‘Whereof we cannot speak, thereof we must be silent’

It might be that there is a process of mutual reinforcement (or indeed validation) going on here – if language stands to the world as a picture does to what it pictures – which is what Wittgenstein proposes in the Tractatus* – then the content of the one is the content of the other; so that once we move to a general level, things (or reality, which means the same) are what exist, and what exist are things. Whatever falls outside the sphere defined by language is nothing: it does not exist.

However, it may be that Hume cannot find the self because he is looking for it: you can find things by looking, but what if what you seek is not a thing?

This puzzle becomes clearer if we go back, via Descartes, to S. Augustine. Descartes, seeking for some certain foundation on which he could build, asserts cogito ergo sum – ‘I think, therefore I am’ – making it seem a logical deduction; Augustine, over a thousand years earlier, observed that ‘the man who says ‘I know that I am alive’ can neither be deceived nor lie.’ (meaning he could neither be mistaken about it, nor pretending) – which makes ‘being alive’ seem a matter of knowledge.

However, my being alive is not something I know; it is not something I discovered as the result of research, after a period of doubt, nor is it subject to any verification**; rather it is what I am. Indeed, my being alive is surely the ground of my knowing anything. Likewise, to take the Cartesian formulation, we do not deduce from reflection that we are – we simply are; and our being is a prerequisite for any deduction. Wittgenstein says ‘you do not see the eye’ but he might equally have said ‘you do not see the ‘I’ ‘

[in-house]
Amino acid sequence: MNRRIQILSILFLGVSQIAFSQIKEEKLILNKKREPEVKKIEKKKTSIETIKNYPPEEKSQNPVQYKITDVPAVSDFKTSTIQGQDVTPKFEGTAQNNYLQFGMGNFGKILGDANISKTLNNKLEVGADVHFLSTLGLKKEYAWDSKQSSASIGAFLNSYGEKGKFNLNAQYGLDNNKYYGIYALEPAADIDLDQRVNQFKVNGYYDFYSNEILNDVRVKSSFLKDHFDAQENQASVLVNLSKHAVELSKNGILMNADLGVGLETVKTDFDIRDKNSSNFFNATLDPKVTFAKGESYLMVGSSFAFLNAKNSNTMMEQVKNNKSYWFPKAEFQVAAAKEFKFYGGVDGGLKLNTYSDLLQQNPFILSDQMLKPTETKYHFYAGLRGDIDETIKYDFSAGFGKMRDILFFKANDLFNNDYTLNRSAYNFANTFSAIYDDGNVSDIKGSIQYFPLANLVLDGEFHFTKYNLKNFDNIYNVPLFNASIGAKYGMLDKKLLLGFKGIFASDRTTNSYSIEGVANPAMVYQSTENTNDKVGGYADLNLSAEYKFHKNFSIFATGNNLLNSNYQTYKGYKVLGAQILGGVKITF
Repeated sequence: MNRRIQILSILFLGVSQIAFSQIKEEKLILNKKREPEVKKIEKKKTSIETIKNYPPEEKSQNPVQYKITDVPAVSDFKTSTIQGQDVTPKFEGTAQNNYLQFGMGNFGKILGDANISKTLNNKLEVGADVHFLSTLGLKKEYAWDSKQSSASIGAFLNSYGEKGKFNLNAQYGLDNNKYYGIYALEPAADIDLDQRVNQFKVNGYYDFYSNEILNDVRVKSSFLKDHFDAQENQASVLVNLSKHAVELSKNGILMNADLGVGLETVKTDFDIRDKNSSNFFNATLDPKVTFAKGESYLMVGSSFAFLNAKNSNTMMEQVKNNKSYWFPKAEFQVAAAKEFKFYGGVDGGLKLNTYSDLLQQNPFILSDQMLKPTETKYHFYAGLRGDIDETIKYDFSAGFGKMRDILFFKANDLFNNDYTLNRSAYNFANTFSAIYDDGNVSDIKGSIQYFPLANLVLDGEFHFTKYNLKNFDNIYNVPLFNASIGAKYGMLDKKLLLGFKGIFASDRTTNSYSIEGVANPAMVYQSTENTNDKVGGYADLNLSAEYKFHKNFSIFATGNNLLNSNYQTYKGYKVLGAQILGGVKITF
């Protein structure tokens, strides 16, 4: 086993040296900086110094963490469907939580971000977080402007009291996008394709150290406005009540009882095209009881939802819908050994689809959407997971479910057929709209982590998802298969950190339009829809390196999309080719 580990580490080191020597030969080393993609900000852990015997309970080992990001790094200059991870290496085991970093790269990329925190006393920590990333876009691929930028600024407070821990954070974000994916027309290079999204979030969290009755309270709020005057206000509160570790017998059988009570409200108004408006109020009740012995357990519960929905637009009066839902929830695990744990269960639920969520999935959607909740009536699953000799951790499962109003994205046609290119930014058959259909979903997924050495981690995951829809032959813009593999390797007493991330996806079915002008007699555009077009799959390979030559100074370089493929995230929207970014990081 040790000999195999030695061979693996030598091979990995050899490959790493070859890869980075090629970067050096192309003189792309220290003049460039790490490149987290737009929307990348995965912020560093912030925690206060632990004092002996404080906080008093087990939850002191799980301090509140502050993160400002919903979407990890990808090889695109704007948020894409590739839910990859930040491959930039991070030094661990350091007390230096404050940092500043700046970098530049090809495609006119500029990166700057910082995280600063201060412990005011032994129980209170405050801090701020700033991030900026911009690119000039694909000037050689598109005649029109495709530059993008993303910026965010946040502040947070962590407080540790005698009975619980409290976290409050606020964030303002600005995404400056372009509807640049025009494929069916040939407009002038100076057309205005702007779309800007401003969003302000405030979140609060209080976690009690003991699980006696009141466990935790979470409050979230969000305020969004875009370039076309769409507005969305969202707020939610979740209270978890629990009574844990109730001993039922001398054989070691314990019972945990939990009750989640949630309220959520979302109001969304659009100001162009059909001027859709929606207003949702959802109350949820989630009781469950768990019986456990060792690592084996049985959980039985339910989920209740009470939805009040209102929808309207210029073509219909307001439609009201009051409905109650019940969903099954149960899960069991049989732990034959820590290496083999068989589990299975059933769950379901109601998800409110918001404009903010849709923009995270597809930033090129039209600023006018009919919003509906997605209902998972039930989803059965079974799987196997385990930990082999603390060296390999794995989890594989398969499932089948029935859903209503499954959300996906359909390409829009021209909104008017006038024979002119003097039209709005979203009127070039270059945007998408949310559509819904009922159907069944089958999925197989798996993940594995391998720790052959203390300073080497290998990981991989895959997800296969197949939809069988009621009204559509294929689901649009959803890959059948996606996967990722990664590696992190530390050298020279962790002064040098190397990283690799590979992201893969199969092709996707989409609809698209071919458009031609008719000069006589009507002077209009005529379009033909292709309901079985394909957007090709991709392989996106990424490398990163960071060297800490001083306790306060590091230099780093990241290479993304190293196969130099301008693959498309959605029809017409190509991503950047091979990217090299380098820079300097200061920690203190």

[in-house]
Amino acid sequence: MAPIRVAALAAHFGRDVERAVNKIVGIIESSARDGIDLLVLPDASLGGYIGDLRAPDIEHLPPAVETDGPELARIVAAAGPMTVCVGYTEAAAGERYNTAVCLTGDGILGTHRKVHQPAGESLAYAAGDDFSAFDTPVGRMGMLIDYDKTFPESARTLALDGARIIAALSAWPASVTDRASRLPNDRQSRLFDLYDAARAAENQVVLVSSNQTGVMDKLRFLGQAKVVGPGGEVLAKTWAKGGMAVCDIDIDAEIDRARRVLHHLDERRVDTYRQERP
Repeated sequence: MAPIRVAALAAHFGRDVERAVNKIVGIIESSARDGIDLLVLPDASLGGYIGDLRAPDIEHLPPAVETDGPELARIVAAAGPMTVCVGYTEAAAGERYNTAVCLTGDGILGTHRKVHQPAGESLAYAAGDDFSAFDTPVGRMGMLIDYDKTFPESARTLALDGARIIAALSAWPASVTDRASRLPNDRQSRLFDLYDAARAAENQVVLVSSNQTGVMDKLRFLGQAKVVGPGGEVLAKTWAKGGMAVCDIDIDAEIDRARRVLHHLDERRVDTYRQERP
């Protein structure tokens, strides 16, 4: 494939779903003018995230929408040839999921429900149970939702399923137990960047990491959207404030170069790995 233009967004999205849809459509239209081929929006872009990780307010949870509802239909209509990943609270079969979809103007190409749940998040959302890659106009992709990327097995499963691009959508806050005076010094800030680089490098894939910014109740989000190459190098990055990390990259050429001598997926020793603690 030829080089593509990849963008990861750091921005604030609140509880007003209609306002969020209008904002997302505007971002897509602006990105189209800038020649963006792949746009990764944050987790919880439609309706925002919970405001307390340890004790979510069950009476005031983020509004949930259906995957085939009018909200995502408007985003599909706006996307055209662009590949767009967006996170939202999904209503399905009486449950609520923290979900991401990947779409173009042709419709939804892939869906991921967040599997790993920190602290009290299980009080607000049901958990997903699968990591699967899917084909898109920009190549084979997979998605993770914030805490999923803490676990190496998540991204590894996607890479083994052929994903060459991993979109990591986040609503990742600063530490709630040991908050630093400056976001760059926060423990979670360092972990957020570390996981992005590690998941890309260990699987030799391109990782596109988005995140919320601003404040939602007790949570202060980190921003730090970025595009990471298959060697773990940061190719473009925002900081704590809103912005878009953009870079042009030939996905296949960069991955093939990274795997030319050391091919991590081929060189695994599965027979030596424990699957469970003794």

This relation, the subject-object interface, is a problem for philosophers; it does not trouble commonsense, as the Johnson story I began with illustrates. And like many philosophical problems, its root can be traced back to Plato, whose discrediting of the senses is equally a discrediting, marginalisation and suppression of the Subject, which henceforth is regarded by philosophers as an obstacle to be overcome, preferably by discounting it altogether, particularly when it comes to rational thought – consider the pejorative sense that ‘subjective’ has in any discussion in that field: to say that a viewpoint is ‘subjective’ is to brand it partial, biased, distorted by personal considerations and generally not worth heeding: it is involved, rather than detached (a telling distinction).

I think the time has come to rehabilitate the subject.

It is, as I said above, the ground of our knowing anything (and that resonates interestingly with a definition that some theologians – including Hans Kung, if I remember right – use of God: ‘the ground of our being’). I would suggest the model below to express the relationship between the subject and the world of  ‘independent objective reality’ (a treble redundancy, since ‘reality’ in its philosophical use carries with it the notion of being objective and independent, though it does not in its commonsense or Johnsonian one):
2018-03-01 09.51.04

I think the implications of this model are worth unfolding, and I will return to it in a later article. For the present I will say only that Language (in its philosophical sense) operates only in the red area; Art operates in the blue (which is the universal set, and contains the red).

*though he later abandoned the picture theory – where meaning is a correspondence between words and a state of affairs in the world – for the idea that meaning is the use of a word, a shift of the most profound significance.

**this in fact is the theme of Wittgenstein’s last work, On Certainty